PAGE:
When laying the foundation for compliance with regulations like the California Consumer Privacy Act (CCPA), organizations often focus on activities such as training privacy and security teams or notifying customers about data collection. These are important activities however, an important and more fundamental step to CCPA compliance that many organizations skip — properly classifying data in order to protect the right information.
Cybersecurity is not a Technology Problem— It’s a Business Issue. These resources provide you security insights to protect your business from cyber threats and vulnerabilities.
Lack of data visibility poses serious risks to data security, governance, and compliance. The only way to adequately protect sensitive data is to know where it is and who is accessing it. Organizations that take these necessary steps to meet the inevitable data visibility challenge are better placed to secure their most sensitive data assets against leaks, breaches, and cyberattacks.
Zero trust security assumes that the network is always hostile, which means internal and external threats exist on the network at all times. The approach is to authenticate and authorize users and devices before granting access to enterprise resources regardless of the location of those users or devices. The mantra that defines the zero-trust approach is, “never trust, always verify”.
Modern businesses are primarily data-driven. Organizations pair skilled professionals with advanced tools to drive better tactical and strategic business outcomes with data. The data gathered and stored by businesses is often sensitive and needs proper protection —consider all the different types of data that can identify your customers or employees.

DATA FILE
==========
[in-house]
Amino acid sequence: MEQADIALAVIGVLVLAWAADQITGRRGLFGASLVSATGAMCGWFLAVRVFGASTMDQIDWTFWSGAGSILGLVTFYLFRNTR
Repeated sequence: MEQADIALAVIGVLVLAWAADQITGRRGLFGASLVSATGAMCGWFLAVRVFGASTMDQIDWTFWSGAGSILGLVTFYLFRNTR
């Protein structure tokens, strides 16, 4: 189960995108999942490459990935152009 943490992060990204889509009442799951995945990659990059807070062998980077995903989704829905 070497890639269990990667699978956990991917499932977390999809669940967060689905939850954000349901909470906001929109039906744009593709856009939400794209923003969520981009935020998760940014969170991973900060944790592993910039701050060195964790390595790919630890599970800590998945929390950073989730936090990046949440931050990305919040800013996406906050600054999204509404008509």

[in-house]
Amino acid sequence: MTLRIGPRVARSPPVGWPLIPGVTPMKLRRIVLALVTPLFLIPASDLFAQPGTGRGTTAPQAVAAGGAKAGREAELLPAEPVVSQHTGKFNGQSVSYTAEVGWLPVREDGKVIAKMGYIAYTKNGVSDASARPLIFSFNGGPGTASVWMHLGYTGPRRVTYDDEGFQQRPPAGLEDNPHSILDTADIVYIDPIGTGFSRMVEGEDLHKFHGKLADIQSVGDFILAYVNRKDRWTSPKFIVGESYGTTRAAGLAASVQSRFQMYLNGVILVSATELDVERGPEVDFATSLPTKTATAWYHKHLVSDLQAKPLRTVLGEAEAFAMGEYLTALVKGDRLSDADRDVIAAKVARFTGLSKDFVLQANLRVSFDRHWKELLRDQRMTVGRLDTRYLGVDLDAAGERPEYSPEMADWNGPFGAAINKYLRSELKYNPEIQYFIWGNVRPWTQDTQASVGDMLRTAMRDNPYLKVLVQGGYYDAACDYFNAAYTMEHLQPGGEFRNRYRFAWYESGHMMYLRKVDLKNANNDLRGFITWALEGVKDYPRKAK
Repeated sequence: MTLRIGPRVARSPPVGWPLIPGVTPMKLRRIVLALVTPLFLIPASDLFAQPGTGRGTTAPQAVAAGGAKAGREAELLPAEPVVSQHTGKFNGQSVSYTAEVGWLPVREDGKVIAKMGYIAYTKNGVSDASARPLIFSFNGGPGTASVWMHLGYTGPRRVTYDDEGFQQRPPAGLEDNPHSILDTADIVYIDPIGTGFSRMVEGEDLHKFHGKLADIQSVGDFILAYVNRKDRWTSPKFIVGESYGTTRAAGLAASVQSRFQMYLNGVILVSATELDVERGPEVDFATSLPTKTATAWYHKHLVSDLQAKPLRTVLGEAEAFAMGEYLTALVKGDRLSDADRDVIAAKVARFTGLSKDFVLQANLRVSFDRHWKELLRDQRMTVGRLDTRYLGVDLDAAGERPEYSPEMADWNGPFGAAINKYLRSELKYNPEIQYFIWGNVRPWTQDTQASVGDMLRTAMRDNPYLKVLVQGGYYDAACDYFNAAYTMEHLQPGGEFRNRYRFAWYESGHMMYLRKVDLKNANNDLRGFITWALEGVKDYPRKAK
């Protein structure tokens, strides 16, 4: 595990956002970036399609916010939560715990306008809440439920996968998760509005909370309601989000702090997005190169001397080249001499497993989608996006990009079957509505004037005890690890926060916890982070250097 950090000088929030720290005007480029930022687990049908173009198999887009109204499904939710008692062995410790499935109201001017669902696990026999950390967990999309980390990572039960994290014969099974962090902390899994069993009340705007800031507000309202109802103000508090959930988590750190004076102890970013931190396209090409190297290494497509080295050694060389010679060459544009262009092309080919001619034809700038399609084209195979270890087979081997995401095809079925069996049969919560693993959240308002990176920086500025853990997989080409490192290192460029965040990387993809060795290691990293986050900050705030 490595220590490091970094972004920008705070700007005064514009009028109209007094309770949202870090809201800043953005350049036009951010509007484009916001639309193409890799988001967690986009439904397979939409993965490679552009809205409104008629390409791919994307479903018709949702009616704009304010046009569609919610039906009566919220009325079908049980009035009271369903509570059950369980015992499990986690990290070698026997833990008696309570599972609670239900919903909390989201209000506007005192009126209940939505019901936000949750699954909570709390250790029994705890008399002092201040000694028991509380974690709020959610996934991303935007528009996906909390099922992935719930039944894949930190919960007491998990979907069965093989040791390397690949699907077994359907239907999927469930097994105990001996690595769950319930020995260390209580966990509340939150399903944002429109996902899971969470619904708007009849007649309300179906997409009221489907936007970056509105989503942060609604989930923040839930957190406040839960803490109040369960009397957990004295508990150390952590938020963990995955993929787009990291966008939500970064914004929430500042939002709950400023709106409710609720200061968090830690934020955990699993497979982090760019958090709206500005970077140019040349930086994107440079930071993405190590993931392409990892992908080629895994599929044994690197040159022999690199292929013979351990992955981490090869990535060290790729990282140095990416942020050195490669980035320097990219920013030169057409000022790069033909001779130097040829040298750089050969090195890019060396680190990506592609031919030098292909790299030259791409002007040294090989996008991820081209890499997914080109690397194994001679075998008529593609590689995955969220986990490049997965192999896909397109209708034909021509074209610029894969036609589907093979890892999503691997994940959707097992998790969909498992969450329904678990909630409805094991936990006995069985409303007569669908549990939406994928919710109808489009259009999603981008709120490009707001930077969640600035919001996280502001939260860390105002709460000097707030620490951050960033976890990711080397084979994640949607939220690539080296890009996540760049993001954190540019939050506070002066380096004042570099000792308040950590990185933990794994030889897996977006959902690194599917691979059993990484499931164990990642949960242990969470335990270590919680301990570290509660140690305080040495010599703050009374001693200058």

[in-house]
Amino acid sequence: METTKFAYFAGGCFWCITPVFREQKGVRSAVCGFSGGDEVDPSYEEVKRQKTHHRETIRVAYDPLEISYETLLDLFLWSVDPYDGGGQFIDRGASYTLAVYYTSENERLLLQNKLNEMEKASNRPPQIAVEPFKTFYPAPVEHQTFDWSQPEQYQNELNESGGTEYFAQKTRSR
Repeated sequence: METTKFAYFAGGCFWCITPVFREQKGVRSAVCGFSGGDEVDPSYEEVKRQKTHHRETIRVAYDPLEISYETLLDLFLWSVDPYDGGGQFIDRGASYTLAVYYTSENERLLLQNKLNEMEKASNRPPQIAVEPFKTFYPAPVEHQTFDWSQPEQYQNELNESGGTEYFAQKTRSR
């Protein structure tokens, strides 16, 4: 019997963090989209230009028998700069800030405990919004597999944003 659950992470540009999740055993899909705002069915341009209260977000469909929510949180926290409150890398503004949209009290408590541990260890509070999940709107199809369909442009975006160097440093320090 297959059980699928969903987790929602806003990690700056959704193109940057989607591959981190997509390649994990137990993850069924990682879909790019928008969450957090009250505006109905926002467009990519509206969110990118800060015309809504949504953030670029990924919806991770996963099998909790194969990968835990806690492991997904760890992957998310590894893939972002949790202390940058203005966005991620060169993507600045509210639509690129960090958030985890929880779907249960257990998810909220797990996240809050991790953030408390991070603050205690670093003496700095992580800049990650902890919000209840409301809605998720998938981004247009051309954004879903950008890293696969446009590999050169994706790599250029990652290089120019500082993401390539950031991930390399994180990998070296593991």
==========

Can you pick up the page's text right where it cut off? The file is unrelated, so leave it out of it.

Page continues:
An increasingly interconnected world powered by digital transformation puts businesses in all industries at greater risk of cyberattacks. Threat actors use diverse attack methods and tools to find any weaknesses they can exploit. Every business needs a robust cybersecurity posture to ensure adequate defense against cyber attacks. In this article we cover the 5 steps necessary to improve your security posture.
Risk is inherent in business and in everyday life. In a business context, risk is the possibility of some action or event exposing the business to negative outcomes. It is therefore important to identify and mitigate all possible threats that have the potential to harm your information assets and systems. In this article we discuss different types of cyber risks, and how to identify them through a cyber risk assessment and tips on mitigating them.
Data breaches lead to substantial losses for businesses and their customers. Preventing such damages is easier and cheaper than mitigating them. Understanding why and where security breaches can happen is crucial for the success of your company. Penetration testing can help you with this. It reveals vulnerabilities and allows fixing them before a malicious attacker (hacker) exploits them.
When trying to strengthen your organization’s information security posture, it’s natural to turn to the latest tools and technologies to help combat the latest threats. Before jumping the gun and seeking out flashy new solutions, though, it’s critical that you identify existing vulnerabilities within your IT infrastructure.
Managed detection and response (MDR) is one of several modern solutions businesses can use to defend against advanced cyber threats. Part of the challenge in choosing the right solution for your business is cutting through the acronyms and understanding how each one actually helps protect your organization’s information assets.